By Brad Cook
It began in 1971 with an argument. Merle Robbins decided to settle a Crazy Eights rules dispute by inventing a new card game. The result was UNO, and he made and sold the first 5,000 card decks with his familys help. In 1981, a funeral parlor owner purchased the rights, plus a royalty paid to Robbins for each deck sold, and formed a new company, International Games. Mattel bought International Games in 1992 and has sold the game in a variety of formats ever since, from Barbie UNO to X-Men UNO, many of which feature additional special cards and rules.
Like Crazy Eights, UNO challenges you to empty your hand one card at a time by matching the color or number of the card on the top of the discard pile. If you cant make a match when your turn arrives, you must take a card from the draw pile. Strategy comes into play when deciding on the right moment to use a special action card, such as the Wild Color card that allows you to call out a new color or the Draw Two card that forces the next player to take two cards and miss their turn. When you drop your penultimate card, you must call Uno! or another player can force you to draw two cards.
On the iPod, you can play UNO against one to three human or computer-controlled players, the latter with three levels of difficulty. In Career mode, you tackle 15 increasingly difficult rounds against computer opponents; along the way, you unlock reward cups for accomplishing various tasks, such as winning the game without drawing any cards, and collect new backgrounds and other items. Career mode also tracks all of your vital statistics, including wins and losses, the number of times youve called Uno!, and more.
Career mode matches feature a variety of special rules, introduced one by one as you progress through the 15 rounds, that you can also use any time by setting up a custom match. They include:
- Cumulate: If a Draw Two or Wild Draw Four card is discarded by the previous player, you can play a card of the same type, if you have it. The cumulative effect of the penalty is passed to the next player, who must also match it or draw the total number of cards.
- Draw and Play or Draw One: The former allows you to immediately play a card from the draw pile, while the latter doesnt.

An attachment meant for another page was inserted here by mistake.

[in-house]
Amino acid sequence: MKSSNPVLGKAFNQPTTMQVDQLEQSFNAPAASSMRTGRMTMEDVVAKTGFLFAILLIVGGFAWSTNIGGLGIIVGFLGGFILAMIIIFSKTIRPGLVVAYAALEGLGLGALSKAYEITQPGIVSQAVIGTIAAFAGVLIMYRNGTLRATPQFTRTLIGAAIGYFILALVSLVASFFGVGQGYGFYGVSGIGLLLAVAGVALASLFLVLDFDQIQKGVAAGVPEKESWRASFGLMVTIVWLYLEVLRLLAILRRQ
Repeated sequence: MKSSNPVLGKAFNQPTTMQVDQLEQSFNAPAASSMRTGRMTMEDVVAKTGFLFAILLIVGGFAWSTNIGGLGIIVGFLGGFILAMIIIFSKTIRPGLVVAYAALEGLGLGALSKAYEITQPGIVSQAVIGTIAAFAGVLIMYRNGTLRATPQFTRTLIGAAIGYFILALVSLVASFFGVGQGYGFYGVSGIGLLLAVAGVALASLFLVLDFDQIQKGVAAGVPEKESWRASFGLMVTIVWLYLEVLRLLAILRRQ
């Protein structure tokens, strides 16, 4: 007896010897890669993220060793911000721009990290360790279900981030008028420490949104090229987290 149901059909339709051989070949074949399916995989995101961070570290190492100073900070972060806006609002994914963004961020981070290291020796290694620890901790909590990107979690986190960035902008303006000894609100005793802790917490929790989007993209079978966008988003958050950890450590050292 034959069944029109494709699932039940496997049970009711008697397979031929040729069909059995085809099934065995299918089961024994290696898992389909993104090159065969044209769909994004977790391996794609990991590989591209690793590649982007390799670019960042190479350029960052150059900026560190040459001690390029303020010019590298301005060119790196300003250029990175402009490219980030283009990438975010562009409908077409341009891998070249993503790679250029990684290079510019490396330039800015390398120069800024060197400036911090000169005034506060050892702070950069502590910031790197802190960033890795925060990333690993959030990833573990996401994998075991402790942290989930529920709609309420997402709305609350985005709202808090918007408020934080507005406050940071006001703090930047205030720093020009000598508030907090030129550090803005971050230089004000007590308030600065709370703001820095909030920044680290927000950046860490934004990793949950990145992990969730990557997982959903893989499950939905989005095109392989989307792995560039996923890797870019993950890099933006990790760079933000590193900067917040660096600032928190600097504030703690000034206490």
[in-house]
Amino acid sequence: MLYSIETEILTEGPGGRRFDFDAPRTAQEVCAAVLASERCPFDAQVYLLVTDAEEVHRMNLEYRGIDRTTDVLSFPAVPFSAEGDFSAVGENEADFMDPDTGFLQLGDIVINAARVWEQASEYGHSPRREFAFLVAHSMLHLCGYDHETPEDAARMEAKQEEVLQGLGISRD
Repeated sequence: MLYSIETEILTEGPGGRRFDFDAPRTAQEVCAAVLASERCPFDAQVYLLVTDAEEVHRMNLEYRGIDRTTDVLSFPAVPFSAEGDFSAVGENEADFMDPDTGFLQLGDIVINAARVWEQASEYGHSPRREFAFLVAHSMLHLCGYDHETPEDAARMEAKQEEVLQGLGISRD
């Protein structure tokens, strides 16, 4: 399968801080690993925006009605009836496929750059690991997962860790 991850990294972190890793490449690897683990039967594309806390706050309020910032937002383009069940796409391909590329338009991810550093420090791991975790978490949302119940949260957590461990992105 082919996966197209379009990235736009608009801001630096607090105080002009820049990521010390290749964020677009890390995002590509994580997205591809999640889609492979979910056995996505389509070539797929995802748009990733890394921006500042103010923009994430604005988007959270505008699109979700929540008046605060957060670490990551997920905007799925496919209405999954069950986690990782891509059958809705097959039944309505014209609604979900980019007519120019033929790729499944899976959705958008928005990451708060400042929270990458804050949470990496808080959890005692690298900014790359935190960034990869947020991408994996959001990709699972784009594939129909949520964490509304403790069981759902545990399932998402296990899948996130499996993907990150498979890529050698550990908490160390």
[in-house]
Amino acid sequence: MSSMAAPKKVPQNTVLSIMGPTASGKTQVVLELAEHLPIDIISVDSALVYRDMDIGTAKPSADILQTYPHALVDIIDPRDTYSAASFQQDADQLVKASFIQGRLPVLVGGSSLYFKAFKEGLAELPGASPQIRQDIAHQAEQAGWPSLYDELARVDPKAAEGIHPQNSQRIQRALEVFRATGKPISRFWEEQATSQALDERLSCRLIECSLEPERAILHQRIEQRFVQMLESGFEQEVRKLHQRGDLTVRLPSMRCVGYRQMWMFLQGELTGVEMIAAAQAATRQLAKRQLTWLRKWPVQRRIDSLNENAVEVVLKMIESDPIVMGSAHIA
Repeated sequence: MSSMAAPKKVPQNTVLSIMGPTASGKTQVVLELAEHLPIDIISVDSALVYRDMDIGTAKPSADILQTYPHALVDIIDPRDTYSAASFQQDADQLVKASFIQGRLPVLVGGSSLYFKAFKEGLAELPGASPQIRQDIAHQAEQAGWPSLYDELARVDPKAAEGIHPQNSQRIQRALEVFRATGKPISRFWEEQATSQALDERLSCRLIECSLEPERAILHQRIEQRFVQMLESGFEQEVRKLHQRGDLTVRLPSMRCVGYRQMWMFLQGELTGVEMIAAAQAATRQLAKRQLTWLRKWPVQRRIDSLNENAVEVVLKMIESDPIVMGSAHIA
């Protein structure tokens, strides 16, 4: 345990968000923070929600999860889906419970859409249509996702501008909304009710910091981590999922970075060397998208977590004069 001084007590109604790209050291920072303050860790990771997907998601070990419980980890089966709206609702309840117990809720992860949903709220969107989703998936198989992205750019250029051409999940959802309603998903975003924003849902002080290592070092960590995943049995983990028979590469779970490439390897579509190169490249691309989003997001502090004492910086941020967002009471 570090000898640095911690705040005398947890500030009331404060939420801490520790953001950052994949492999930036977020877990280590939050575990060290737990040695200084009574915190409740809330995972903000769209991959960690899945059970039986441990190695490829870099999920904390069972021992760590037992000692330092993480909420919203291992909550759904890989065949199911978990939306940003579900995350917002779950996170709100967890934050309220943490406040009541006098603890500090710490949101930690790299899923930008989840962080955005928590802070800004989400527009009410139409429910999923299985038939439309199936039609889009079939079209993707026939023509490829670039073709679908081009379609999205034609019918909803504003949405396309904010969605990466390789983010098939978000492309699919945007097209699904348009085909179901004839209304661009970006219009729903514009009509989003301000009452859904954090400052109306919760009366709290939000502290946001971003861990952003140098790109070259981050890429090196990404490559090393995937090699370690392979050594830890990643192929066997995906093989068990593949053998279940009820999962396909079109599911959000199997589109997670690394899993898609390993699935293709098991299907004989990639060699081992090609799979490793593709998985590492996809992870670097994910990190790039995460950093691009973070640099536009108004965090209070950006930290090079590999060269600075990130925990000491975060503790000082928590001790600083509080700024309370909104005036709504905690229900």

- Force Play on or off: If this option is on, you must play a Wild or Wild Draw Four card if you have no others to play. When its off, you can choose to draw a card and save your special cards for later, if you want.
- UNO 7-0: When someone plays a zero, everyone must give their cards to the next player. When someone plays a seven, they must trade cards with the opponent of their choice.
- Jump In: If someone discards a card with the same number or color as a card in your hand, you can play it right away, without waiting for your turn. Play resumes with the next player after you.
Nearly four decades after he came up with the idea, you can enjoy Robbins invention on an iPod smaller than a deck of classic UNO cards. Too bad he isnt around today to play the game on an iPod with his son, reminiscing about the Crazy Eights dispute that led to UNOs birth and a worldwide phenomenon.
Tips and Tricks
- Youre only supposed to play a Wild Draw Four card when you have no other options, although you can play it anyway. The affected player, however, can challenge your move. If theyre right, and you could have played another card, you must draw two cards and let them take their normal turn. If theyre wrong, they must draw six cards.
- At the end of a hand, the winners point total is based on the cards remaining in the other players hands. Numbered cards are scored at face value, so get rid of the higher numbers every chance you get, while the action cards, such as Draw Two and Reverse, are assigned more points. The trick, then, is to figure out how long you should hold them, knowing that they will come in handy toward the end, before getting rid of as many as possible so youre not stuck with a high-point hand.
- Watch your opponents: If the current color is green, for example, and some of them are forced to draw cards, that means they dont have any green cards (before they drew new cards, at least) and you should keep that color going to empty your hand as fast as possible. Wild Color cards are perfect for the last few trips around the table, when you can use them to switch to your preferred colors.
- Other action cards also come in handy toward the end of a match, if the player next to you is down to their last few cards. Play a Reverse, Skip, or Draw Two to keep them from calling Uno! Extra strategy comes into play with the UNO 7-0 rule, which allows you to obtain the hand of a player who is close to winning.
iPod Games FAQ
Do you have questions regarding any of the iPod games available from the iTunes Store?
More iPod Games
- Mac OS X version 10.3.9 or Windows 2000
- iPod nano (3rd and 4th generation only), iPod classic, or iPod (5th generation only). Not playable on your computer, other iPod models, iPod touch or iPhone. Please check which iPod model you have.
- iTunes 7.5 or higher required to download (games cannot be played in iTunes)